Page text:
But the Giants' defense was on the field for 19 of 22 plays during a second-quarter span, and it began growing weary. A 17-0 halftime lead was cut to 10 on a touchdown pass by Warner, and St. Louis got a 1-yard touchdown run from Marshall Faulk on its first drive of the second half to make the score 17-14. Once more, it seemed the Giants might let a game get away, as they did repeatedly last season and as they had against the San Francisco 49ers in the opening game this year.
Collins had completed 12 of his first 13 attempts, zipping passes into the soft spots of the Rams' two-deep zone. St. Louis began applying extra pressure on Collins midway through the Giants' first drive of the second half, just as San Francisco did. The Giants withstood the first blitzes, as Collins completed consecutive passes to Amani Toomer and Ike Hilliard, advancing the ball to the St. Louis 8 with about seven minutes left in the third quarter.
On third-and-goal, Tiki Barber lined up wide right, uncovered — and unseen by Collins, who took the snap, settled into the pocket and did not see defensive end Leonard Little charging. Little buckled Collins at the waist with a crushing hit, and the ball came loose, with St. Louis defensive backs Aeneas Williams and Kim Herring in full pursuit and an open field in front of them. But the side judge, Mike Rutherford, rushed in, waving his arms, signaling that Collins was down. No fumble. "We got a break, maybe," said Collins, who admitted he thought he had fumbled.
The Rams' assistant coaches and players began protesting, and when a replay of Little's hit was shown on the scoreboard, the Rams' assistants began screaming. It appeared some of them gestured for Martz to challenge the play, and Martz seemed to yell back at them, as Bryant rushed onto the field and kicked a 32-yard field goal, increasing the Giants' lead to 20-14.
Bryant kicked another field goal early in the fourth quarter, increasing the Giants' lead to 23-14, but the Rams answered again, moving 69 yards on six plays, before Faulk bounced off a tackler and ran 8 yards for a touchdown. Hamilton was on the bench, sore, and Cornelius Griffin walked the sideline slightly bent at the waist, out of the game with back trouble. Linebacker Micheal Barrow tried to think of something to say to keep the defense going.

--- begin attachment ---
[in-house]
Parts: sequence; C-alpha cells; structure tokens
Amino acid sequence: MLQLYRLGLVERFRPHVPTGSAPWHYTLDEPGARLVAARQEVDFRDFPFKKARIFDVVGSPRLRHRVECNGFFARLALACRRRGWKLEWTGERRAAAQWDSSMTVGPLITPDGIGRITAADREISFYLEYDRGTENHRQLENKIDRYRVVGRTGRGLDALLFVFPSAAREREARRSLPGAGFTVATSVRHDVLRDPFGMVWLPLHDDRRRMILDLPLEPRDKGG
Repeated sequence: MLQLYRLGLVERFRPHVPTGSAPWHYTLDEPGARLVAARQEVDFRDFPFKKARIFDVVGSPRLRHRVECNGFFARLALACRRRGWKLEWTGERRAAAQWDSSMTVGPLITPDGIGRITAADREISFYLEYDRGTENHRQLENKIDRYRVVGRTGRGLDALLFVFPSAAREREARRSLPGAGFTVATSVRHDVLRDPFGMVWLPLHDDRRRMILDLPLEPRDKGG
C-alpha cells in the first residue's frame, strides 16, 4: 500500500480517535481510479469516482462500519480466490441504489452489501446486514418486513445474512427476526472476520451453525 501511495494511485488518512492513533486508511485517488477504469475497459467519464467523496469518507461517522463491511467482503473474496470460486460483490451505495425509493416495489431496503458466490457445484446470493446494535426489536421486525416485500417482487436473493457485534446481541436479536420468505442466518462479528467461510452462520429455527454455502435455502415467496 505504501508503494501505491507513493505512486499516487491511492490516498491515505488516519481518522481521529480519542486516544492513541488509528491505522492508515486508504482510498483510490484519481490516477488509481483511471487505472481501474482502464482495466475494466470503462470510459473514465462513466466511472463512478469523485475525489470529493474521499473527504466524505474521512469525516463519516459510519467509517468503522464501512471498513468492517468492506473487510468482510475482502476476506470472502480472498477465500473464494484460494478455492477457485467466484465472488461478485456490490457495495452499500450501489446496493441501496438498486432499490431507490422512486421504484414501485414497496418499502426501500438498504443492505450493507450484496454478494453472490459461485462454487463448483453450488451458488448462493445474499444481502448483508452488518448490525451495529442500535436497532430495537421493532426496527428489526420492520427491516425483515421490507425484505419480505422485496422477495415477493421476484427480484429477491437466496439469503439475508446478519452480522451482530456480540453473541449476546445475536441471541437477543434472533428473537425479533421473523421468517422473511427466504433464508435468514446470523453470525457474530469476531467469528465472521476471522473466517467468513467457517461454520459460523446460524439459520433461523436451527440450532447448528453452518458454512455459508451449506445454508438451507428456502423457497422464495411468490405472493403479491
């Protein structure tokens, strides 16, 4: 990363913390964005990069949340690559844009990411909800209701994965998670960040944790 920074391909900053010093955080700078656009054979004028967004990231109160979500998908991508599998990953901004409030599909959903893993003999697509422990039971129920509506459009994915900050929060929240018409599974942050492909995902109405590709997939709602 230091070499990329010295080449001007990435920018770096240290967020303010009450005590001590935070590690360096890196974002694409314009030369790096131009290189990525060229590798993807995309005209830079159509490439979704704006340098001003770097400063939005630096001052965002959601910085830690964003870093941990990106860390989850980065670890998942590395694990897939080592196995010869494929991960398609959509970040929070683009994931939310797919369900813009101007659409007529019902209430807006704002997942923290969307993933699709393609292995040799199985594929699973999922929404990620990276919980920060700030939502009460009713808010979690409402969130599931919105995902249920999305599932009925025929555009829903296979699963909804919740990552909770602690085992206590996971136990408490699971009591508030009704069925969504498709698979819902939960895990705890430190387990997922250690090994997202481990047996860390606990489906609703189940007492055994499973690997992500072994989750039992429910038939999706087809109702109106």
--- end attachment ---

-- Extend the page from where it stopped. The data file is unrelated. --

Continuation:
Before he could speak, however, Lynn gathered the defensive players in a circle, reminding them of what they had talked about all week. It was posted in their locker room: finish the job. Lynn punctuated his remarks with a jab of his hand, and Barrow added something he remembered Deion Sanders saying: You can't worry about making a mistake. Make a play.
Collins and the offense bought them time, moving down the field for four precious minutes, time for the defensive players to catch their breath; the importance of that respite was huge, Hamilton said. Bryant kicked a 25-yard field goal with 4 minutes 23 seconds left, giving the Giants a 26-21 lead.
"It's on us," Barrow yelled again, tapping his helmet against that of Brandon Short, who then turned and tapped helmets with Strahan.
The Rams advanced to their 40, fourth-and-inches, little more than three minutes remaining, and Barrow thought Warner might try to sneak for a first down. But he didn't recognize the formation, Faulk standing at Warner's side. A run, Barrow said, to the left, where Short and Dhani Jones were blitzing, on Lynn's orders. Faulk was stopped a yard behind the line, and Strahan knocked the ball loose and recovered the fumble. The Giants began whooping on the sideline.
St. Louis would have one last possession, which Will Peterson ended with an interception. The Giants had finished the job, on offense and on defense.